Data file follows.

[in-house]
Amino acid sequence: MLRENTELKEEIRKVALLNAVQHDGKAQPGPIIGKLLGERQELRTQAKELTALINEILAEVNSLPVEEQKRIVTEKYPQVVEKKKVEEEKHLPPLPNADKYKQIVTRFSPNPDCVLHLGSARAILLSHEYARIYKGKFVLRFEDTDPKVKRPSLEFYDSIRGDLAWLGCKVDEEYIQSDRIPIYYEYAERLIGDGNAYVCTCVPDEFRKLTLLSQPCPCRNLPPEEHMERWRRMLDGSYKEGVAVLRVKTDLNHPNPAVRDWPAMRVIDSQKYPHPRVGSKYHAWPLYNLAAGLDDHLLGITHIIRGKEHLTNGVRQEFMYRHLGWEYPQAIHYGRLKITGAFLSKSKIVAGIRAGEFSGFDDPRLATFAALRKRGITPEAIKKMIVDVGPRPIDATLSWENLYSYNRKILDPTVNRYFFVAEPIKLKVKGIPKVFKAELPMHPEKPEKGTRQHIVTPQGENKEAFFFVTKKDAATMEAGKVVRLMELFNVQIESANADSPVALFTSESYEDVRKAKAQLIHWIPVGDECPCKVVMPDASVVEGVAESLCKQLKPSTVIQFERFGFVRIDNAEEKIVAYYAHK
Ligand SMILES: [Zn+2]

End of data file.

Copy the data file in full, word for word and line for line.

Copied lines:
[in-house]
Amino acid sequence: MLRENTELKEEIRKVALLNAVQHDGKAQPGPIIGKLLGERQELRTQAKELTALINEILAEVNSLPVEEQKRIVTEKYPQVVEKKKVEEEKHLPPLPNADKYKQIVTRFSPNPDCVLHLGSARAILLSHEYARIYKGKFVLRFEDTDPKVKRPSLEFYDSIRGDLAWLGCKVDEEYIQSDRIPIYYEYAERLIGDGNAYVCTCVPDEFRKLTLLSQPCPCRNLPPEEHMERWRRMLDGSYKEGVAVLRVKTDLNHPNPAVRDWPAMRVIDSQKYPHPRVGSKYHAWPLYNLAAGLDDHLLGITHIIRGKEHLTNGVRQEFMYRHLGWEYPQAIHYGRLKITGAFLSKSKIVAGIRAGEFSGFDDPRLATFAALRKRGITPEAIKKMIVDVGPRPIDATLSWENLYSYNRKILDPTVNRYFFVAEPIKLKVKGIPKVFKAELPMHPEKPEKGTRQHIVTPQGENKEAFFFVTKKDAATMEAGKVVRLMELFNVQIESANADSPVALFTSESYEDVRKAKAQLIHWIPVGDECPCKVVMPDASVVEGVAESLCKQLKPSTVIQFERFGFVRIDNAEEKIVAYYAHK
Ligand SMILES: [Zn+2]